One of our team member's parents is a fraud analyst at a community bank, and frequently has to perform repetitive tasks when determining the origin and extent of a credit card data breach.

Criminals rarely steal data for just one credit card. Card fraud often comes in the form of an ongoing breach, where criminals steal credit card information from a point of purchase and attempt to use it elsewhere. Card data breaches can be very expensive to banks until the source is identified and affected cards are replaced.

What it does

Given a set of purchases that are confirmed as fraud, BreachHound determines the most likely origin of a data breach by examining common points of purchase on accounts containing fraud. BreachHound then identifies all cards that have been used at the suspected location, and provides a map of known fraud, the suspected common point of purchase, and purchases on cards that may have been compromised in the breach.

BreachHound automatically sends an e-mail alert using SparkPost to notify bank managers of a possible breach and of which cards may be affected.

How we built it

We us a combination of existing merchant data on Nessie, and simulate common patterns of purchases using scripts. During analysis, all data is scraped from Nessie. Analysis data is summarized using the Google Maps API.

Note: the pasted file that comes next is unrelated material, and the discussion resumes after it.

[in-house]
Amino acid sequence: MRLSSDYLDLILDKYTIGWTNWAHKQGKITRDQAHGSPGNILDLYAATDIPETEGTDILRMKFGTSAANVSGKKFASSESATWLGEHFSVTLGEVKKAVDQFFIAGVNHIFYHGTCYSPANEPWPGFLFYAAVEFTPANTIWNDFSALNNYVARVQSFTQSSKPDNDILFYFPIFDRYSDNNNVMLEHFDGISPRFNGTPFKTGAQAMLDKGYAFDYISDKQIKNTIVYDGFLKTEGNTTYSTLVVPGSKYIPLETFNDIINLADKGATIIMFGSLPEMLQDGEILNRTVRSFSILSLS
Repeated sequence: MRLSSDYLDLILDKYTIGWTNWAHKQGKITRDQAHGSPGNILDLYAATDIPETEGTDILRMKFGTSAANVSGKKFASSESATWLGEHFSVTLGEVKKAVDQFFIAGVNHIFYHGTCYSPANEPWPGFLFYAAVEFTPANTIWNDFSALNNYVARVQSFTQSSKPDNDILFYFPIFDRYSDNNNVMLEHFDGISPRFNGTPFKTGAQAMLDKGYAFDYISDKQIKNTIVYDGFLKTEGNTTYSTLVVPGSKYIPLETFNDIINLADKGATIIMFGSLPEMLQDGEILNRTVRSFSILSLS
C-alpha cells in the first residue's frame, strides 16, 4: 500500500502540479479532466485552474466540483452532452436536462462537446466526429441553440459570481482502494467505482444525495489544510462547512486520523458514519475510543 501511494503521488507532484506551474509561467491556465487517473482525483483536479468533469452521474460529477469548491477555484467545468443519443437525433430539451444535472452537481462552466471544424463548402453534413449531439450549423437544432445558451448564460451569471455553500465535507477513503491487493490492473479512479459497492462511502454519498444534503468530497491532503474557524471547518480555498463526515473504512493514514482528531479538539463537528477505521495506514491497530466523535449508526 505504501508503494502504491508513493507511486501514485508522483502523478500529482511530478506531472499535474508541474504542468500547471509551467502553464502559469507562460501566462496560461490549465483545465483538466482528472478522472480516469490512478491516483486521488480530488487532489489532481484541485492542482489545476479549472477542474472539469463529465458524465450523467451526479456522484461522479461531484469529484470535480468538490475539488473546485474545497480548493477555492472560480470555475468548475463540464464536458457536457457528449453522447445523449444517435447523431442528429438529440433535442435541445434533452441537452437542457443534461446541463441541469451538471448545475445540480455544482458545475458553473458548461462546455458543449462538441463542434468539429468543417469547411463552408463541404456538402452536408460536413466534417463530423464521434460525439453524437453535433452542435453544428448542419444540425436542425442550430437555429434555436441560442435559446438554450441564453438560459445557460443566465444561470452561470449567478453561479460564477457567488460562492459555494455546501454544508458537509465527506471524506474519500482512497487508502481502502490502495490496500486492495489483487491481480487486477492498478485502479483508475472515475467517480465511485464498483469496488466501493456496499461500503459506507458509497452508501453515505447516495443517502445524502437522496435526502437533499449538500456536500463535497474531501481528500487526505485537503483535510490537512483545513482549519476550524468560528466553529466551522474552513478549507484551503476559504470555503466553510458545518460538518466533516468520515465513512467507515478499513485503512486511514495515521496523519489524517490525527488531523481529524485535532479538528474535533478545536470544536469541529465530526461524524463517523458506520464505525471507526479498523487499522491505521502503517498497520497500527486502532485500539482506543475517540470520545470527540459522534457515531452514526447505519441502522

Challenges we ran into

This is our first project in JavaScript and some of us have never used JavaScript before, so it was a great learning experience. Loading all of the relevant information into Nessie, and scraping all of it back out, took a lot more time than expected.

Accomplishments that we're proud of

It works! We were very excited when we finally got the analysis functions working.

What we learned

JavaScript and Node.js

What's next for BreachHound

This is definitely a project we intend to develop farther because we know there is a need for it. This was a proof of concept, next steps involve providing more information on the map, incorporating time data, and use of clustering analysis.

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